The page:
Cable companies that offer cloud DVRs, regardless of location, can make up some of those additional fees paid to content providers, though, through cost savings, since cloud storage is cheaper than physical in-home devices.
“Hardware cost saving is one of the major advantages of cloud DVR services,” says Khin Sandi Lynn, an analyst at ABI Research, a market-foresight tech advisory firm. “With set-top box DVR, users need to replace the hardware when they need more storage. By using cloud DVR, service providers can save hardware costs by supplying a non-DVR box, while providing DVR features using cloud storage.”
That’s partly why cloud DVRs are becoming more common. There are currently 37 million cloud DVR users worldwide, Lynn says, compared to an expected 64 million by 2023.
To put that in perspective, 43.5 million U.S. homes currently have a set-top box DVR. (Worldwide numbers were not available.) That number has been flat for several years, though, as video-on-demand options have made it easier for people to watch shows on their own schedule.
In fact, the physical DVR “take rate,” an industry term for the percentage of customers who sign up for a service, never passed 50% in the traditional cable and satellite industry, says Jimshade Chaudhari, vice president of product marketing and management for Sling TV. Cloud DVR sign ups haven’t reached that level yet, but adoption is increasing. (Sling, like other services, doesn’t share exact figures about how many customers have opted for its cloud DVR service.)
One of the biggest sources of consumer confusion when it comes to cloud DVRs is why they should pay extra for it when on-demand programming offers many of the same thing, including the ability to watch where and when they please with limited or no commercials.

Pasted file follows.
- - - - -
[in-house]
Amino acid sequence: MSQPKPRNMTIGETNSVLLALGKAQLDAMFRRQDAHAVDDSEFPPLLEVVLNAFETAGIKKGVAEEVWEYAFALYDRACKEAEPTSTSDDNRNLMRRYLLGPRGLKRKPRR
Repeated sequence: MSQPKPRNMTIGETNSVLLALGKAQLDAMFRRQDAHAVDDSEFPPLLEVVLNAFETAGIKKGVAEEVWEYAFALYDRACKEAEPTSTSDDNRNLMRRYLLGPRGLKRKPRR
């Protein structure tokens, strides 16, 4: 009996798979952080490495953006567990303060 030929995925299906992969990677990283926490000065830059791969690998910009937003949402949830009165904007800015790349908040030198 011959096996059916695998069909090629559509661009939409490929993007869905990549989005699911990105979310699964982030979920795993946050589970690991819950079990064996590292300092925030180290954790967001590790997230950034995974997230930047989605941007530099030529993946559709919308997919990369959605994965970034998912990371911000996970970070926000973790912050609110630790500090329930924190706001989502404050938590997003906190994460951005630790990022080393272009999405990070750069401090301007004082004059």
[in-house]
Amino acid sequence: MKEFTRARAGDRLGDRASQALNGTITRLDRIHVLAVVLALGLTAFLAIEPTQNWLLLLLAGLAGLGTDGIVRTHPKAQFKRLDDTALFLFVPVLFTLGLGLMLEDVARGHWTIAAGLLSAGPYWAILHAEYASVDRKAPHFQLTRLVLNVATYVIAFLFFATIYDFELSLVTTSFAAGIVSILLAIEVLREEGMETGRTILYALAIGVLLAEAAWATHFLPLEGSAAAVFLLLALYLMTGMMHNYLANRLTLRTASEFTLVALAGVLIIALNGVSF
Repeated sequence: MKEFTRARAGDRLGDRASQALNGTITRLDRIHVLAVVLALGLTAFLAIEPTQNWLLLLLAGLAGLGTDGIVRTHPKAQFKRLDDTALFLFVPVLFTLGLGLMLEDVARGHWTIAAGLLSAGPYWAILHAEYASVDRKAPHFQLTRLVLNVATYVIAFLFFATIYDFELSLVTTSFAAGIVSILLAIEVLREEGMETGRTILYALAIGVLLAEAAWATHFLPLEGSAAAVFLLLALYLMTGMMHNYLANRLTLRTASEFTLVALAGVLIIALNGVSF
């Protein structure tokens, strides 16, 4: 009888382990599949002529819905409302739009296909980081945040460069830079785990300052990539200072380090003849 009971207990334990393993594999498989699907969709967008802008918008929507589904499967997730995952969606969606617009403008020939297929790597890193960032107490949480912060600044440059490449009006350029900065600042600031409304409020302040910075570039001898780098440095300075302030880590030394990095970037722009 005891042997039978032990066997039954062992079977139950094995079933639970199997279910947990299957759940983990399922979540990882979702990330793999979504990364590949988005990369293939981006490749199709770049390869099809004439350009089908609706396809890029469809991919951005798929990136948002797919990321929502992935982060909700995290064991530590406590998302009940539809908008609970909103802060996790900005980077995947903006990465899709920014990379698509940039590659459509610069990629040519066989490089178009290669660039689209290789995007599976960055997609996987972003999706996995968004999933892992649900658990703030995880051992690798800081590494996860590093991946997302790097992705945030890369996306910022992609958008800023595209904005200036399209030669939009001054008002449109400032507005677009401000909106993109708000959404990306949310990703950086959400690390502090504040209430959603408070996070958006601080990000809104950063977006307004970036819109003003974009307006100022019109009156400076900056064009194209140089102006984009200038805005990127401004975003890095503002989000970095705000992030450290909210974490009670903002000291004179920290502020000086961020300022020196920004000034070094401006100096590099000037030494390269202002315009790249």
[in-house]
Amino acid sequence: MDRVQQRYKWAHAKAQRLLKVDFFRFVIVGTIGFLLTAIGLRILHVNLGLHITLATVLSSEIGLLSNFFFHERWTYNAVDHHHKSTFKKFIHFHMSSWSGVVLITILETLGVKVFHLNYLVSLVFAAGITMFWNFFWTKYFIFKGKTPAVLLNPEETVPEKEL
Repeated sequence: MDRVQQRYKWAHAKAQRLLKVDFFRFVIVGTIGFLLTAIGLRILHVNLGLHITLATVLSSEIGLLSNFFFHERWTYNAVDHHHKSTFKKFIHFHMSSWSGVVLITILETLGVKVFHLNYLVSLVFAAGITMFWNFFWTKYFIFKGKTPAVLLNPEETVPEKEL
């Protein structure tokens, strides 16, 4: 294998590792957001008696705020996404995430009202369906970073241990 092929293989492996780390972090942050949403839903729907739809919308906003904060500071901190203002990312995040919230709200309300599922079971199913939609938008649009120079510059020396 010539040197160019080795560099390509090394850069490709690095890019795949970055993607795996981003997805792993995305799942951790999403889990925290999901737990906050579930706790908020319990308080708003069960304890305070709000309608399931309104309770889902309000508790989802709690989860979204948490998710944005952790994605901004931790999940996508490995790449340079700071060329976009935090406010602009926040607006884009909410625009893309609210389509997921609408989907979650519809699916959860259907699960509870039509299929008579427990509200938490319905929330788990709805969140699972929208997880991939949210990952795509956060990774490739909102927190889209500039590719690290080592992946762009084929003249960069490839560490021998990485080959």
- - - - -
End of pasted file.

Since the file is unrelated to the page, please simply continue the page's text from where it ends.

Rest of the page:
The answer, say supporters, is the ability to record shows that are unavailable on demand, from your child appearing on the local news to special programming that may only be available only at certain times of the year.
“Sling TV’s Cloud DVR lets customers save their recordings, delay a sporting event so they can fast-forward through the ads and eliminate the wait until their favorite show is available on demand,” says Chaudhari. “Cloud DVR users can also protect a recording forever (like their favorite sports team winning a game) and that content will probably never be available on demand.” Also, he said that on-demand content is sometimes removed from availability, “whereas DVR content will never expire.”
Ultimately, cloud DVR services may seem more tailored to cord cutters, people who forego traditional cable subscriptions for over the top services like Sling TV or DirecTV Now. Those users, traditionally younger, are more likely to watch programming on the go (or from places other than the living room couch). But cable and satellite companies expect existing set-top box DVR customers to copy that behavior, watching TV on the go, in a limited way as viewer habits continue to evolve.
As a result, says Lynn, you can expect more services to adopt models like Comcast, which now offers 60 hours of cloud DVR storage to customers for free.
“In a market with high ARPU [average revenue per user], the user expectation is high,” she says. “Cloud DVR is more of an additional value to customers than a main DVR feature in such [a] market.”